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Id: 130020
Status: open
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Queue: perl6

Owner: Nobody
Requestors: ajs <ajs [at] ajs.com>
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Subject: Default value not applied on classes derived from Hash (and presumably others)
To: rakudobug [...] perl.org
Date: Fri, 4 Nov 2016 15:30:25 -0400
From: Aaron Sherman <ajs [...] ajs.com>
The example: class Foo is Hash { has $.blah = 0 }; say Foo.new.blah.perl

The output: rakudo-moar 2ef2fd: OUTPUT«Any␤»

Expected output: 0

Reason: Hash defines its own new which bypasses the default handling in bootstrap

Concerns: The code above is not obviously wrong to the user, but is guaranteed not to work, and worse, if the base class is unknown (either parameterized or via an interstitial derived class) then this code can't even be determined valid or invalid without following the context.

From IRC:

[15:09] <harmil_wk> m: class Foo is Hash { has $.blah = 0 }; say Foo.new.blah.perl
[15:09] <+camelia> rakudo-moar 2ef2fd: OUTPUT«Any␤»
[15:09] <harmil_wk> I have a feeling I'm doing something I should know better than to do...
[15:11] <viki> s: Hash, 'new', \()
[15:15] <viki> m: use nqp; class Foo { has $.blah = 0; method new { self.bless: :42blaz } }.new.blah.say
[15:15] <+camelia> rakudo-moar 2ef2fd: OUTPUT«0␤»
[15:15] <viki> m: use nqp; class Foo { has $.blah = 0; method new { self.bless: :42blah } }.new.blah.say
[15:15] <+camelia> rakudo-moar 2ef2fd: OUTPUT«42␤»
[15:15] <viki> m: use nqp; class Foo { has $.blah = 0; method new { nqp::create(self) } }.new.blah.say
[15:15] <+camelia> rakudo-moar 2ef2fd: OUTPUT«(Any)␤»
[15:15] <harmil_wk> oh really...
[15:16] <viki> harmil_wk: what I'm seeing is nqp::create(self) doesn't set the defaults and that's what the Map's .new method is doin'
[15:16] <[Coke]> all the default logic is in the bootstrap file in rakudo, so that makes sense.
[15:16] <harmil_wk> Yeah, that seems highly counterintuitive. At the very least, a warning (probably error) should result if your defaults are going to be ignored.
[15:17] <viki> We can't warn about every possible usage without slowing the runtime down to a screetching halt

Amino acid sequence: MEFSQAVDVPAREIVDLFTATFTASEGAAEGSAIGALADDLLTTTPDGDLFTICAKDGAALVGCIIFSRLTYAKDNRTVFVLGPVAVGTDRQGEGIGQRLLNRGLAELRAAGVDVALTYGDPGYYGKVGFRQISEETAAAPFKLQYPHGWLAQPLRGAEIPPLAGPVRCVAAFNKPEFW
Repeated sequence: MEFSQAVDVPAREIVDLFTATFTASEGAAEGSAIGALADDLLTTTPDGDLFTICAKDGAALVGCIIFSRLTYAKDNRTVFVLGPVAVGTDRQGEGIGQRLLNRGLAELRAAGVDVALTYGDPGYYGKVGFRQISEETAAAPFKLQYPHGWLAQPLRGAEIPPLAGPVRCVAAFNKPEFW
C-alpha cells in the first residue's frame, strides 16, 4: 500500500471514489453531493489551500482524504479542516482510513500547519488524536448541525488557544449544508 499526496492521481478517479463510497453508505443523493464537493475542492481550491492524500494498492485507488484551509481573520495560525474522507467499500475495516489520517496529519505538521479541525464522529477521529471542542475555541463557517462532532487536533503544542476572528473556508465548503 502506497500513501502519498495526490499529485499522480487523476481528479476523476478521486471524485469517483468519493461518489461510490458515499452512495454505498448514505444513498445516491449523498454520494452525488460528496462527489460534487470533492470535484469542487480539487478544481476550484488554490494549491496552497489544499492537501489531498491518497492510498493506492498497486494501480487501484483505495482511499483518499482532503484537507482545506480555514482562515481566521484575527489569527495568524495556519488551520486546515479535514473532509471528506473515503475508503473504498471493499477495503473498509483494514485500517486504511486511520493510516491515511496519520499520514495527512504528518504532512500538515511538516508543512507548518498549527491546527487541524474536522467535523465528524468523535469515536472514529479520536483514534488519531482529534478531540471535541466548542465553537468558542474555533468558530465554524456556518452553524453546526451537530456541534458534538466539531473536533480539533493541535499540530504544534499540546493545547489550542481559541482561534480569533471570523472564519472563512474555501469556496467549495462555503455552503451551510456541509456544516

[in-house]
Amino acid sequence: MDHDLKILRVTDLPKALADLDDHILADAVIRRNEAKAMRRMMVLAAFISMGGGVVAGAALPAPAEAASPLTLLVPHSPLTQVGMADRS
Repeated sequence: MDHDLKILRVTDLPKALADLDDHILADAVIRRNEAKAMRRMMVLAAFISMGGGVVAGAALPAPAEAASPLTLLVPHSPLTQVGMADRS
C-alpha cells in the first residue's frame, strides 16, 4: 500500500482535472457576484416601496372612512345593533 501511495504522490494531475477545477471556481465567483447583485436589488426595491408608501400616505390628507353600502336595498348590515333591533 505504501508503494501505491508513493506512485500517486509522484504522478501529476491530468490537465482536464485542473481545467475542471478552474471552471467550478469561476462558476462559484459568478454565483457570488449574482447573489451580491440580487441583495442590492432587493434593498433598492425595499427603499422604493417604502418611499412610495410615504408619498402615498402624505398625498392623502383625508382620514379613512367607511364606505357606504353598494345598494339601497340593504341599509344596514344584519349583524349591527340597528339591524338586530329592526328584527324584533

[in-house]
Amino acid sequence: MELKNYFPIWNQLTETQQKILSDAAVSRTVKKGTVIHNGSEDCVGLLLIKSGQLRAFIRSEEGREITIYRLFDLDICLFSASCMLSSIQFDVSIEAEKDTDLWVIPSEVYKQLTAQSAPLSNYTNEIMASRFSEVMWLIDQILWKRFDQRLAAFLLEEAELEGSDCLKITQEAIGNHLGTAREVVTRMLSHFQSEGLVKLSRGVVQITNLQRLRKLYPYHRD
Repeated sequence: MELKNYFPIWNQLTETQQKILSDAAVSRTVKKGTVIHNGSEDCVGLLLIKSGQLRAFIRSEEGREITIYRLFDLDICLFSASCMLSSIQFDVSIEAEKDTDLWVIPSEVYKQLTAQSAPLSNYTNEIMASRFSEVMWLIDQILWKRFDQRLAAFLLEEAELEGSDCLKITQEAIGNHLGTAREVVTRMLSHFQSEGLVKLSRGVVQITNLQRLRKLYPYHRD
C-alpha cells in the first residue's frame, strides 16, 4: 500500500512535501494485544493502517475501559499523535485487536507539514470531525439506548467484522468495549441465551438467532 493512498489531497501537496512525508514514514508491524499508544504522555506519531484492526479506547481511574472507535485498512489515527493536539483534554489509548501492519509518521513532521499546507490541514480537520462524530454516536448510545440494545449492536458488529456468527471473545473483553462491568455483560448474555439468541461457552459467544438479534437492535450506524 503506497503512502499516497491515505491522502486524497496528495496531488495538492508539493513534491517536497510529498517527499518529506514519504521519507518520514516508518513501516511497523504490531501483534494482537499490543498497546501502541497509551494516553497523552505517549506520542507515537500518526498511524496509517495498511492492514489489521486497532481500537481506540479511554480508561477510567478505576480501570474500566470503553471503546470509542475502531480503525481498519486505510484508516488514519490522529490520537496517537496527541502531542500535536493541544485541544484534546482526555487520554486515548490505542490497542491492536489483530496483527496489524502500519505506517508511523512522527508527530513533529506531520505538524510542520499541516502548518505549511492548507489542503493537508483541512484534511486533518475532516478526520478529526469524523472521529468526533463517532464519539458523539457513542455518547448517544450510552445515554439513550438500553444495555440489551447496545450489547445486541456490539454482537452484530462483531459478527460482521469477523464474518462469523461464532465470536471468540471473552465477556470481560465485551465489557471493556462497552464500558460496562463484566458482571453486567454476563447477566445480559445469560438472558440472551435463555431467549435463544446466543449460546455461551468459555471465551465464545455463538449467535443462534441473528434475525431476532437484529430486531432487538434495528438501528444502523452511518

[15:17] <viki> m: use nqp; class Foo { has $.blah; submethod BUILD (:$!blah = 42) {} }.new(:72blah).blah.say
[15:17] <+camelia> rakudo-moar 2ef2fd: OUTPUT«72␤»
[15:18] <viki> m: use nqp; class Foo { has $.blah; submethod BUILD (:$!blah = 42) {} }.new.blah.say
[15:18] <+camelia> rakudo-moar 2ef2fd: OUTPUT«42␤»
[15:18] <viki> m: class Foo is Hash { has $.blah; submethod BUILD (:$!blah = 42) {} }.new.blah.perl.say
[15:18] <+camelia> rakudo-moar 2ef2fd: OUTPUT«Any␤»
[15:19] <[Coke]> is there rakudo only code that demonstrates the issue? or do you have to (as viki did above), "use nqp" and then an nqp opcode?
[15:19] <harmil_wk> My original code that derived from Hash
[15:19] <harmil_wk> m: class Foo is Hash { has $.blah = 0 }; say Foo.new.blah.perl
[15:19] <+camelia> rakudo-moar 2ef2fd: OUTPUT«Any␤»
[15:19] == wisti [~brianwist@c-73-109-31-174.hsd1.wa.comcast.net] has quit [Ping timeout: 265 seconds]
[15:19] <viki> lizmat: what's the answer?
[15:19] <viki> I mean, answer to what
[15:20] <lizmat> to your cry for help: "mother..."  :-)
[15:20] <viki> m: class Foo is Hash { has $.blah; method new { self.bless: %_ } }.new.blah.perl.say
[15:20] <+camelia> rakudo-moar 2ef2fd: OUTPUT«Too many positionals passed; expected 1 argument but got 2␤  in method new at <tmp> line 1␤  in block <unit> at <tmp> line 1␤␤»
[15:20] <viki> Ah :)
[15:20] <harmil_wk> lizmat: heh
[15:21] <viki> m: use nqp; class Foo { has $.blah; method new { self.bless: |:42blah, |%_} }.new(:72blah).blah.say
[15:21] <+camelia> rakudo-moar 2ef2fd: OUTPUT«72␤»
[15:21] <viki> m: use nqp; class Foo { has $.blah; method new { self.bless: |:42blah, |%_} }.new.blah.say
[15:21] <+camelia> rakudo-moar 2ef2fd: OUTPUT«42␤»
[15:22] <viki> There. I win.
[15:22] <harmil_wk> My point is that "class Foo is ::($x) { has $.blah = 0 }" will only work if $x is a class that doesn't do what Hash does... that feels like a very difficult-to-detect bug from the user's side.
[15:22] <[Coke]> Yup. I would say that should either work or, if it can't, throw an error asap that it can't work.
[15:23] <harmil_wk> I'll rakudobug it for the record.

--
Aaron Sherman, M.:
P: 617-440-4332 Google Talk, Email and Google Plus: ajs@ajs.com
Toolsmith, developer, gamer and life-long student.

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Here is a more complete and rigorous example of how this creates substantial problems in library code: https://gist.github.com/ajs/e3a9fb6caf76f23de0940a676ef7dd2b
RT-Send-CC: perl6-compiler [...] perl.org